The first game on the board by rotation number also qualifies as a play for today’s set of picks and previews. The Washington Nationals and San Francisco Giants meet once again at Oracle Park with the Giants as a comfortable, and growing, favorite and a total that has gone down from 9 to 8.5. The first game of the series narrowly went under, as Logan Webb looked good in his return from the IL.
The Giants will hope for a similarly strong start from Anthony DeSclafani. Disco has had a lot of good starts this season with a 2.84 ERA and a 3.58 FIP. He has a .240 BABIP against and a 79.9% LOB%, both of which are indicators of the Regression Monster lurking under the bed. To this point, he hasn’t come out to take a big bite out of DeSclafani, except for one start, but he is hovering.
DeSclafani allowed 10 runs in 2.2 innings against the Dodgers back on May 23. Those 10 runs account for 30.3% of the runs that he has allowed this season over 17 starts. He’s only allowed 23 runs in the other 16 starts. It has been a thoroughly impressive season from him.
There are some underlying metrics that concern me, though. First, the .240 BABIP comes with a 42.1% Hard Hit%. The league average Hard Hit% is 39%, so DeSclafani is on the high side of that. It is 39.4% for starters. The league average Barrel% for starters is 8.2%, so DeSclafani grades just about average in that department. I’m not saying that being average is a bad thing, I’m saying that his contact quality metrics against do not seem to support a .240 BABIP against.
DeSclafani has a .230 BABIP against with the bases empty, so hitters haven’t been able to get as many runners on base as they probably should have. When he does allow baserunners, his HR/9 jumps, so he has seen a bit of a command decrease pitching from the stretch.
Let’s go even deeper. DeSclafani has allowed that 42.1% Hard Hit%. On those 95+ batted balls, he has the second-lowest batting average against (minimum 100 events) at .398 and the third-lowest wOBA against at .468. To put that into perspective, the league-wide batting average on batted balls of 95+ mph is .495 and the wOBA is .620.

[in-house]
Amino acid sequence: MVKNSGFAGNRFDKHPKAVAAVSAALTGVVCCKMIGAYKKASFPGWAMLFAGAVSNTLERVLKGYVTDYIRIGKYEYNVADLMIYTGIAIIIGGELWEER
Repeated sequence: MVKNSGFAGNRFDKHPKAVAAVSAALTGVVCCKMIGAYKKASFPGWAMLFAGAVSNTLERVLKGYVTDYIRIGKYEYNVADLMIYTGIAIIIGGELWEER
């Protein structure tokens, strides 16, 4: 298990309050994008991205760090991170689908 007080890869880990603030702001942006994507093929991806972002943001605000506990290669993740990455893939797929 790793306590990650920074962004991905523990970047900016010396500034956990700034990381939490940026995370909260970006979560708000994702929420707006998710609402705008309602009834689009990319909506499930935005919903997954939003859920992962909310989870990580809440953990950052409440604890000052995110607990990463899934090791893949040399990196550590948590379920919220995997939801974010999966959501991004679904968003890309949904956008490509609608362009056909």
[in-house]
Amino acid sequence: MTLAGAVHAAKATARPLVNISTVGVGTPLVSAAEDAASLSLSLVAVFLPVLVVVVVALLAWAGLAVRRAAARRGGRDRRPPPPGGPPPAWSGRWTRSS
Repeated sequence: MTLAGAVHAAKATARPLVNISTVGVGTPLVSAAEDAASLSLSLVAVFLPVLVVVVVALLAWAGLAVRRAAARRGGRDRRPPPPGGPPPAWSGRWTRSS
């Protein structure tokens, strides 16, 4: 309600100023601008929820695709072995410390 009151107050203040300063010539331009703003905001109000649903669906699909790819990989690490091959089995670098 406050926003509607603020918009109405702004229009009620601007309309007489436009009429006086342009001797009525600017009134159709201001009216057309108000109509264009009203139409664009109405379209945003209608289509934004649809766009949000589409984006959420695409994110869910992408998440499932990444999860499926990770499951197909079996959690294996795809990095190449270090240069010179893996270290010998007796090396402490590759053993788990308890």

The tl;dr version is that I expect DeSclafani to have some batted ball regression in the near future, so why not look for it here against a Washington offense that has been doing well lately?
Jon Lester has a 5.34 ERA with a 5.73 FIP in his 60.2 innings of work. The veteran southpaw has been progressively getting worse for a while now. He has 2,659 innings on that arm, so it was bound to happen at some point. Lester has a 14.9% K%, the lowest of his career, and his K%-BB% is only 5.4%. That is a horrible number. Lester’s Hard Hit% is around league average, but without strikeouts to increase his margin for error, he’s been giving up a lot of runs this season. He has also allowed 12 homers in his 13 starts.
Most splits are good for the Giants, but they have the second-highest BB% in baseball against lefties, trailing only the Brewers. I would expect San Francisco to get some baserunners here. I’m also hoping that Washington is able to do the same against DeSclafani.
The Nationals are a veteran team that has played well of late and I don’t think that they’re mailing in this last weekend, especially with a fairly vulnerable Mets team at the top of the standings. I’d expect them to be engaged, even facing long odds here.
Add all of that up and it looks like an over to me. In the event that DeSclafani does keep pitching well, I’ll take the full-game over and hope that the Nats can do some damage against the Giants bullpen if it comes to that.
Pick: Over 8.5
Other game: Toronto Blue Jays at Tampa Bay Rays